This week has seen unprecedented Supreme Court action that has unleashed all kinds of mayhem on an internal level, not to mention the consequences this has had on the financial sector. Over the past few years we have seen thousands of court cases revolving around the financial sector and their methods when it comes to granting mortgages. The primary issue was in relation to the infamous Floor Clause inserted in mortgage agreements (in many cases without advising the mortgage holder!) but a Supreme Court ruling in favour of mortgage holders obligated banks to reimburse any benefits obtained which could be a few thousand euros per case. The secondary issue and the one this article referrs to has to do with reclaiming the Stamp Duty paid on the Mortgage Deed.
20th April, 20th July, 20th October and 20th – 31st January… No, I haven’t gone mad! Many business owners tremble when these four dates are mentioned because it is when quarterly taxes are due and a portion of the income earned with blood, sweat and buckets of tears goes straight into the tax man’s pocket. The economy is well on its way to recover but there are still some sole-traders out there whose businesses continue to struggle and the thought of quarterly taxes or payment of their monthly Social Security contribution can send them into a panic.
One of the first things I advise new clients to my office is no matter how difficult it gets, they must always make sure to pay Social Security and the Tax Offices within established deadlines because failure to do so can set off a series of events that can snowball and leave the business owner with a mountain of ever increasing debt when late-payment interest is added on top of an existing debt. What can one do though if it is impossible to make payments on time?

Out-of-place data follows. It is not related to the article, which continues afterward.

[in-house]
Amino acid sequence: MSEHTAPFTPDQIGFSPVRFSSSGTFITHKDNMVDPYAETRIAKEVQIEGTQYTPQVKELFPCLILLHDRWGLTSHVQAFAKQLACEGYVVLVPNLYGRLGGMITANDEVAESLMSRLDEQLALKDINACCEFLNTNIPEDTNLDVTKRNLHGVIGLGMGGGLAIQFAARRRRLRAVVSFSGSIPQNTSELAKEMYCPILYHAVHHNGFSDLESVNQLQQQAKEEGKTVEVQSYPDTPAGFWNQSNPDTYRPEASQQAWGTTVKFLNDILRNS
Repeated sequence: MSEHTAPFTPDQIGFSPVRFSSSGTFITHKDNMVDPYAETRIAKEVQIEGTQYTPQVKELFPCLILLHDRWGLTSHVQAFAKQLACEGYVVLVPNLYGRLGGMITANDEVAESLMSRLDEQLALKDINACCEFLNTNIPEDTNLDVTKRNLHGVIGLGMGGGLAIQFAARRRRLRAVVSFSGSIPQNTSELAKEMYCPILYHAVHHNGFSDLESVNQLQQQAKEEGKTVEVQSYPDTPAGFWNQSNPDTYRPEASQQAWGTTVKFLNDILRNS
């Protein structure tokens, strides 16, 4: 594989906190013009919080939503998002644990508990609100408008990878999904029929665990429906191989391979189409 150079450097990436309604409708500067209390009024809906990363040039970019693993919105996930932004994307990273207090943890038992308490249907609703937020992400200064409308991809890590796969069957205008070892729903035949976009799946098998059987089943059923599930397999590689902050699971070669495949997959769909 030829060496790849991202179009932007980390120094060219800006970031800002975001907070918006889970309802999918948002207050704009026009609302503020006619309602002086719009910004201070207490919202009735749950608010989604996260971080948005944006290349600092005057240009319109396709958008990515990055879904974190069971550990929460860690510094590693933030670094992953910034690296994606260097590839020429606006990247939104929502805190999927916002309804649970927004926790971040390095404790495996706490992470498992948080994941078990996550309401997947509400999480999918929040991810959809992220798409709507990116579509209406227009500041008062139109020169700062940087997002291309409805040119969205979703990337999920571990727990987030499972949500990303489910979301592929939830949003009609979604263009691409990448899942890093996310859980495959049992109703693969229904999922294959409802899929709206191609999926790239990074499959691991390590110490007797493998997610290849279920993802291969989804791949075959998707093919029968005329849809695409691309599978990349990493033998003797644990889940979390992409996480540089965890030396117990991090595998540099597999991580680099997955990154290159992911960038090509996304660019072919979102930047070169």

Following on from my April post on the same subject, it has been confirmed that sole-traders, professionals and business owners must pay four euros more than they have been paying since the last increase in July 2017. This is due to approval of the General State Budget which raises the minimum base rate from 919 euros to 932 euros, meaning that those who pay the minimum contribution will pay 279 euros per month from now on.
It isn’t all bad news… 520 million euros have been allocated from the State Budget to improve sole-trader conditions to include additional help for start-ups, better rates to hire employees and support for those who have children and/or dependents. This is turn will also include better pensions (we hope!).
Following on from when new Data Protection Laws were first reported, this is a reminder that the deadline for these laws to come into force is now extremely close. After four years of debate, new regulations were approved which means that in line with European Directives, come the 25th May 2018, we say goodbye to the old system and say hello to the General Data Protection Regulation (GDPR). In Spain, this means the Ley Orgánica de Protección de Datos (LOPD) is being replaced by the Reglamento General de Protección de Datos (RGPD).
We are now into the fourth month of the year and the changes keep coming! This time it has to do with the monthly contributions, sole-traders must make to Social Security but as was the case last year, the contribution was not altered in January, instead it was left until July and it looks as though the same is going to happen this July as well. The General State Budget for 2018 was approved on the 27th March of this year and in it a 1,4% increase on these monthly contributions was approved which equates to approximately 3,88 euros. I can imagine that some will breathe a sigh of relief because last year, the increase was almost double but at the end of the day, it is still less money in our pockets at the end of the month.